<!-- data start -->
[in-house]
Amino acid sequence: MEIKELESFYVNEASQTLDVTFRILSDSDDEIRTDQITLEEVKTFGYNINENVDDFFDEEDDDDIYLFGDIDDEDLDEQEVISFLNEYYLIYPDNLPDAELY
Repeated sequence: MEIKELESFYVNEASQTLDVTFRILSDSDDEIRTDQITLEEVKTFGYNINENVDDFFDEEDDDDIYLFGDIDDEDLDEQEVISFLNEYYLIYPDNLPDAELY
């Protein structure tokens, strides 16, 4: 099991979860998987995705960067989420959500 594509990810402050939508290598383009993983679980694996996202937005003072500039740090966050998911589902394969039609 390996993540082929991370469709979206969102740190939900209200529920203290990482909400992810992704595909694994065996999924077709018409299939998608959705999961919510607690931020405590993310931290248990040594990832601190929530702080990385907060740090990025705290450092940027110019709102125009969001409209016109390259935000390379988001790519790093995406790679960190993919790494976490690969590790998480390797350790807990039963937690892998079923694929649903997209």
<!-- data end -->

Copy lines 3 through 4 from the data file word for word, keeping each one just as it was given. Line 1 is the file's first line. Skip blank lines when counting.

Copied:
Repeated sequence: MEIKELESFYVNEASQTLDVTFRILSDSDDEIRTDQITLEEVKTFGYNINENVDDFFDEEDDDDIYLFGDIDDEDLDEQEVISFLNEYYLIYPDNLPDAELY
């Protein structure tokens, strides 16, 4: 099991979860998987995705960067989420959500 594509990810402050939508290598383009993983679980694996996202937005003072500039740090966050998911589902394969039609 390996993540082929991370469709979206969102740190939900209200529920203290990482909400992810992704595909694994065996999924077709018409299939998608959705999961919510607690931020405590993310931290248990040594990832601190929530702080990385907060740090990025705290450092940027110019709102125009969001409209016109390259935000390379988001790519790093995406790679960190993919790494976490690969590790998480390797350790807990039963937690892998079923694929649903997209």